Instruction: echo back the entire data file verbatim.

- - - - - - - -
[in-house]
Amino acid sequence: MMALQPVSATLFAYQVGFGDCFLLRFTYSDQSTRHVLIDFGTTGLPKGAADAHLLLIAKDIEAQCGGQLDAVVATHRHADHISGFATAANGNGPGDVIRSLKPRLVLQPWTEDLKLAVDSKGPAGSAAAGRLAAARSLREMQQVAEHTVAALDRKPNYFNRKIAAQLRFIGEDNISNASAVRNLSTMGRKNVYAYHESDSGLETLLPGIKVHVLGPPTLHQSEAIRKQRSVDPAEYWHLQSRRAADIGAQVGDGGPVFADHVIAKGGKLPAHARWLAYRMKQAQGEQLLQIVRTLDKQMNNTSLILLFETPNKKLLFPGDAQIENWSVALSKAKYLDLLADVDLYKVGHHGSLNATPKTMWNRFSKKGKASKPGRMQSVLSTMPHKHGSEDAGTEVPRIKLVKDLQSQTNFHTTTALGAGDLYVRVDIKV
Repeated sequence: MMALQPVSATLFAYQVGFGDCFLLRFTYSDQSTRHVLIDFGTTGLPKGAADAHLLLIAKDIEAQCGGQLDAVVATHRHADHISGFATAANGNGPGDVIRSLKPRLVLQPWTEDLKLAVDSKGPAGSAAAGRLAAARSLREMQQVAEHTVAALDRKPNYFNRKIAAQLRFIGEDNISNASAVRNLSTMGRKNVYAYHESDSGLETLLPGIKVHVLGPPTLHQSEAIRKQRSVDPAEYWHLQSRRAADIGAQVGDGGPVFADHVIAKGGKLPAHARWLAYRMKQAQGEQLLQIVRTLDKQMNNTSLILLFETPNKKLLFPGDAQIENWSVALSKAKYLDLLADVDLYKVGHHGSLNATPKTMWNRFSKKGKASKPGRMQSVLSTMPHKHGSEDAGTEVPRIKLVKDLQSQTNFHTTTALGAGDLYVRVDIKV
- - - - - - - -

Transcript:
[in-house]
Amino acid sequence: MMALQPVSATLFAYQVGFGDCFLLRFTYSDQSTRHVLIDFGTTGLPKGAADAHLLLIAKDIEAQCGGQLDAVVATHRHADHISGFATAANGNGPGDVIRSLKPRLVLQPWTEDLKLAVDSKGPAGSAAAGRLAAARSLREMQQVAEHTVAALDRKPNYFNRKIAAQLRFIGEDNISNASAVRNLSTMGRKNVYAYHESDSGLETLLPGIKVHVLGPPTLHQSEAIRKQRSVDPAEYWHLQSRRAADIGAQVGDGGPVFADHVIAKGGKLPAHARWLAYRMKQAQGEQLLQIVRTLDKQMNNTSLILLFETPNKKLLFPGDAQIENWSVALSKAKYLDLLADVDLYKVGHHGSLNATPKTMWNRFSKKGKASKPGRMQSVLSTMPHKHGSEDAGTEVPRIKLVKDLQSQTNFHTTTALGAGDLYVRVDIKV
Repeated sequence: MMALQPVSATLFAYQVGFGDCFLLRFTYSDQSTRHVLIDFGTTGLPKGAADAHLLLIAKDIEAQCGGQLDAVVATHRHADHISGFATAANGNGPGDVIRSLKPRLVLQPWTEDLKLAVDSKGPAGSAAAGRLAAARSLREMQQVAEHTVAALDRKPNYFNRKIAAQLRFIGEDNISNASAVRNLSTMGRKNVYAYHESDSGLETLLPGIKVHVLGPPTLHQSEAIRKQRSVDPAEYWHLQSRRAADIGAQVGDGGPVFADHVIAKGGKLPAHARWLAYRMKQAQGEQLLQIVRTLDKQMNNTSLILLFETPNKKLLFPGDAQIENWSVALSKAKYLDLLADVDLYKVGHHGSLNATPKTMWNRFSKKGKASKPGRMQSVLSTMPHKHGSEDAGTEVPRIKLVKDLQSQTNFHTTTALGAGDLYVRVDIKV